"Let's wait and see how events unfold from hereon."
We were skeptical when Energy Secretary Alfonso Cusi said recently that oil exploration firms are free to decide whether or not to resume their oil exploration activities at Reed Bank in the South China Sea (SCS).
What if China decides to prohibit exploration activities in the area?
“That is the decision they have to make, whether they want to do work or not,” Cusi said when asked if exploration firms may not be allowed to resume exploration activities since the lifting of the moratorium was a unilateral move.
“The lifting of the moratorium was a unilateral decision, based on what the country needs. That is the country’s territory. We gave instruction to resume work. They submitted a work plan. We are making them accountable. If they fail, we will take the necessary action,” said Cusi.
But our skepticism appears to have been misplaced, because no less than former Senior Associate Justice Antonio Carpio, a staunch critic of China's claim of sovereignty over nearly all of the SCS, has declared that China has agreed not to interfere with Philippine exploration in Reed Bank, also known as Recto Bank, located in the West Philippine Sea.
He was even more optimistic, saying this agreement could would eventually lead to the settlement of maritime disputes there.
China’s President Xi Jinping and President Duterte signed the Memorandum of Understanding on November 20, 2018. Under this agreement, China promised to shoulder the cost of joint oil and gas exploration as it has the necessary technology, capacity, resources and capital to carry it out.
From what I gather, the lifting of the moratorium would allow three oil explorations firms, namely Philippine National Oil Company-Exploration Corporation, Forum Energy, and PXP Energy Corp., to resume exploration activities under, Service Contract 59 in West Balabac, Palawan; Service Contract 72, which covers Reed Bank, also known as Recto Bank; and Service Contract 75 in Northwest Palawan, respectively.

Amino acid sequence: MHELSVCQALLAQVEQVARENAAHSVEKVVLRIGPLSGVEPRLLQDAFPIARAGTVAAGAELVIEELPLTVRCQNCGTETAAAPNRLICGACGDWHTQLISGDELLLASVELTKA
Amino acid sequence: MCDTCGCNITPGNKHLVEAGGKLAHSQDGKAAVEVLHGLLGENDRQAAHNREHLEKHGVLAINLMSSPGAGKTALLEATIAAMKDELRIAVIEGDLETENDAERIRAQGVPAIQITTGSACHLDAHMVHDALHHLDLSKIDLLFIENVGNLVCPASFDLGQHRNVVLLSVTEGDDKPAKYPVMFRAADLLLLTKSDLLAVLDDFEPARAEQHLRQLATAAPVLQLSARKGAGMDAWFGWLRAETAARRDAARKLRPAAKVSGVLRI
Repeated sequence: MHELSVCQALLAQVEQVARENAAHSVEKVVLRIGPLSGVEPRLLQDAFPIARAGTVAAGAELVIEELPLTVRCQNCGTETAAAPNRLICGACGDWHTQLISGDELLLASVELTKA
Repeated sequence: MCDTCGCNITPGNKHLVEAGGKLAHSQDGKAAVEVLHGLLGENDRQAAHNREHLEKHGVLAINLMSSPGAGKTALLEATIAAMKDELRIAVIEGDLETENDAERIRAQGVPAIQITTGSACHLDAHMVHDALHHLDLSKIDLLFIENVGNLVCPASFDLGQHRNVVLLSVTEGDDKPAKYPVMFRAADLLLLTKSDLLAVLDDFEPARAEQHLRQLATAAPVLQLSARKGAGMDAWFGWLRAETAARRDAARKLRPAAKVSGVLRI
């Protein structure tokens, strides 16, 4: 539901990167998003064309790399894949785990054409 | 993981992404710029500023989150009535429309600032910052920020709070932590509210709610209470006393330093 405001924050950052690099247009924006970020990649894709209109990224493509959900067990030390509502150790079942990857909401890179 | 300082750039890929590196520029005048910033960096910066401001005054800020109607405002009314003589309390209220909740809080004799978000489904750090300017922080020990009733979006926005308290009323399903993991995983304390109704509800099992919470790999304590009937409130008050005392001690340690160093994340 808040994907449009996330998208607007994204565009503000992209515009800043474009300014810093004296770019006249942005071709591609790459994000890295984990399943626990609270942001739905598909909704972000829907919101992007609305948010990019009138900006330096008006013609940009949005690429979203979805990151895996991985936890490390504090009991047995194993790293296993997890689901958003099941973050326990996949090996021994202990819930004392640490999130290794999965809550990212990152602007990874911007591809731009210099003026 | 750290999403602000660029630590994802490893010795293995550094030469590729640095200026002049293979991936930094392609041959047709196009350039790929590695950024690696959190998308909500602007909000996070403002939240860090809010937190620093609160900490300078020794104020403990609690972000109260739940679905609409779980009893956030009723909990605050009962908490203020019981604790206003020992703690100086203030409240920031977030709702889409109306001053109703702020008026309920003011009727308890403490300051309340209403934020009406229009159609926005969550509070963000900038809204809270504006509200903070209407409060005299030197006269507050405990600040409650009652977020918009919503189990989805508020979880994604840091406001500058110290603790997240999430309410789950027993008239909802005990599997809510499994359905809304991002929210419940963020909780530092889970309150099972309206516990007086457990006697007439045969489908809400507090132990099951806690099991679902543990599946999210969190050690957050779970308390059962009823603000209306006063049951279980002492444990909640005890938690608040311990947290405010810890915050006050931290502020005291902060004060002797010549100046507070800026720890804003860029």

The DOE’s notice to resume work included a reminder for the contractors to stay within the 500-meter security zone in their area and follow all navigation rules to ensure safety.
Should China, which claims ownership over the area, decide to lodge a protest, Cusi gave the assurance that the Philippine government would “stand up for our rights.”
Before the lifting of the moratorium, PXP had entered into a memorandum of understanding with China National Offshore Oil Corporation (CNOOC) to jointly develop SC 72.
PXP, Cusi said, is free to pursue discussions with CNOOC or explore other partners. “We’re not prohibiting that. That is part of their MOU to explore cooperation. They want to negotiate with CNOOC. I know they have been negotiating and that’s not a precondition for resuming the work. Whatever it is they are capable of,” he said.
Exploration works in Reed Bank had been suspended after the Aquino administration issued an order to that effect in 2012 amid rising tensions with China.
The Energy Secretary recently encouraged his counterpart Energy Ministers in the Asean to undertake their own joint oil and gas exploration and development. He also requested the Asean Council on Petroleum (ASCOPE) to revisit existing sharing agreements on oil and gas exploration and production, and to recommend similar or modified agreements for possible adoption.
Cusi's statements come close on the heels of President Rodrigo Duterte's approval of the Department of Energy’s (DoE) recommendation to lift the suspension of petroleum activities and resume exploration in the West Philippine Sea.
The Malampaya Gas Field near Palawan that has been supplying one-fourth of the country's energy needs since 2002 is expected to dry up starting in 2024. Data as of 2013 from the United States Geological Survey said the South China Sea contains approximately 11 billion barrels of oil and 190 trillion cubic feet of natural gas in proved and probable reserves. The US Energy Information Administration estimates that Reed Bank alone contains some 5.4 billion barrels of oil and 55.1 trillion cubic feet of natural gas, and holds the world’s biggest natural gas deposit in the world.
While the 2016 ruling of the Permanent Arbitration Tribunal in The Hague, Netherlands said Reed Bank is part of the Philippines' exclusive economic zone (EEZ), or the area 200 nautical miles from a coastal state's baselines where the coastal state has the exclusive rights to fish and exploit resources, China does not recognize the international body nor its ruling.
While China ignored the ruling, Carpio said “recent developments indicate that there may be light at the end of the tunnel.”
“The MOU and TOR arrangement will satisfy the objective of the Philippines to preserve its sovereign rights in the EEZ in the West Philippine Sea...China, through its state-owned enterprise CNOOC and CNOOC’s partners, (will) get 40 percent of the net proceeds of the gas in Reed Bank. It will be a fair and just arrangement satisfying China’s objective of a win-win solution in the South China Sea dispute,” he added.
Let's wait and see how events unfold from hereon.